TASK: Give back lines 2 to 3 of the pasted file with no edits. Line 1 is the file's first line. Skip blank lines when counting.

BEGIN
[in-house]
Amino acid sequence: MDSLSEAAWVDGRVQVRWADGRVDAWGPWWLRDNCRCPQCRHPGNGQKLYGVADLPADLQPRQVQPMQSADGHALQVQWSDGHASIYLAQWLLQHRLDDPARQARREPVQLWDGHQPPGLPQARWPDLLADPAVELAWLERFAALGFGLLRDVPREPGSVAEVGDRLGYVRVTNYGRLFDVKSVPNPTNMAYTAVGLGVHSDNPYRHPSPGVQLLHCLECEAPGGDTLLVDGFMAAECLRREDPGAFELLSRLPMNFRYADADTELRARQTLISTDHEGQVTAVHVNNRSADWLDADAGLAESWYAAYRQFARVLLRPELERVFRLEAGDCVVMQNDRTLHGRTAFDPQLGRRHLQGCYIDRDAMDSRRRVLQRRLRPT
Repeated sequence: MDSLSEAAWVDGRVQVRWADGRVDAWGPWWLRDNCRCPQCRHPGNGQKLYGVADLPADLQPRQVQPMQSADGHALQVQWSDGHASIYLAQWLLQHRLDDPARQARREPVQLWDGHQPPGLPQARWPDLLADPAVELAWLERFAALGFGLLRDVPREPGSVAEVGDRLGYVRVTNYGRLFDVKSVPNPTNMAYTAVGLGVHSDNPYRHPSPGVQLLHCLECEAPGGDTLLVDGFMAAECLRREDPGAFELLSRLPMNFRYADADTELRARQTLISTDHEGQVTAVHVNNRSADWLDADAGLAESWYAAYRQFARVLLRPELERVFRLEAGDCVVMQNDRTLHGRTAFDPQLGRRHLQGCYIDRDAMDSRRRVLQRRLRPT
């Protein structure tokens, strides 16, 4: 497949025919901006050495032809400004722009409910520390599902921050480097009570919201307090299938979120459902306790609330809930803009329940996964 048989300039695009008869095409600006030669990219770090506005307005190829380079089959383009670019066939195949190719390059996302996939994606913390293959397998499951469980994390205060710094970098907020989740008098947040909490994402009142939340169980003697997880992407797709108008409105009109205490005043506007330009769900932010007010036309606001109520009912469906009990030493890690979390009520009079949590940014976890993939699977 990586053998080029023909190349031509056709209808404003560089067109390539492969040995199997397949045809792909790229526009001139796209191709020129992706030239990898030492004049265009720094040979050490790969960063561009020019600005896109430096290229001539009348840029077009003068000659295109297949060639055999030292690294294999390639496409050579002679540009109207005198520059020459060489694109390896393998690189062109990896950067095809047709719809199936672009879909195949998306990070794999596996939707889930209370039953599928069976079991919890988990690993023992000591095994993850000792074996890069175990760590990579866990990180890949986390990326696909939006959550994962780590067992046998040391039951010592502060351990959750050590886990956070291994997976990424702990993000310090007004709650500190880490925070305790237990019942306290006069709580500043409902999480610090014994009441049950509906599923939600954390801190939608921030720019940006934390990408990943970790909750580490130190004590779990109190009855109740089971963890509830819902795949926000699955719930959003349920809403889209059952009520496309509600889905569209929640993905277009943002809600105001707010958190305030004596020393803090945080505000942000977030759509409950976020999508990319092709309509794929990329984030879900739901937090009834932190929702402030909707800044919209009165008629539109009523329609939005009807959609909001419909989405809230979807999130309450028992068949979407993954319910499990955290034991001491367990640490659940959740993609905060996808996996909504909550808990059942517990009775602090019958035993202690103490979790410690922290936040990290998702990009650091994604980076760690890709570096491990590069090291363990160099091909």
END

Amino acid sequence: MDSLSEAAWVDGRVQVRWADGRVDAWGPWWLRDNCRCPQCRHPGNGQKLYGVADLPADLQPRQVQPMQSADGHALQVQWSDGHASIYLAQWLLQHRLDDPARQARREPVQLWDGHQPPGLPQARWPDLLADPAVELAWLERFAALGFGLLRDVPREPGSVAEVGDRLGYVRVTNYGRLFDVKSVPNPTNMAYTAVGLGVHSDNPYRHPSPGVQLLHCLECEAPGGDTLLVDGFMAAECLRREDPGAFELLSRLPMNFRYADADTELRARQTLISTDHEGQVTAVHVNNRSADWLDADAGLAESWYAAYRQFARVLLRPELERVFRLEAGDCVVMQNDRTLHGRTAFDPQLGRRHLQGCYIDRDAMDSRRRVLQRRLRPT
Repeated sequence: MDSLSEAAWVDGRVQVRWADGRVDAWGPWWLRDNCRCPQCRHPGNGQKLYGVADLPADLQPRQVQPMQSADGHALQVQWSDGHASIYLAQWLLQHRLDDPARQARREPVQLWDGHQPPGLPQARWPDLLADPAVELAWLERFAALGFGLLRDVPREPGSVAEVGDRLGYVRVTNYGRLFDVKSVPNPTNMAYTAVGLGVHSDNPYRHPSPGVQLLHCLECEAPGGDTLLVDGFMAAECLRREDPGAFELLSRLPMNFRYADADTELRARQTLISTDHEGQVTAVHVNNRSADWLDADAGLAESWYAAYRQFARVLLRPELERVFRLEAGDCVVMQNDRTLHGRTAFDPQLGRRHLQGCYIDRDAMDSRRRVLQRRLRPT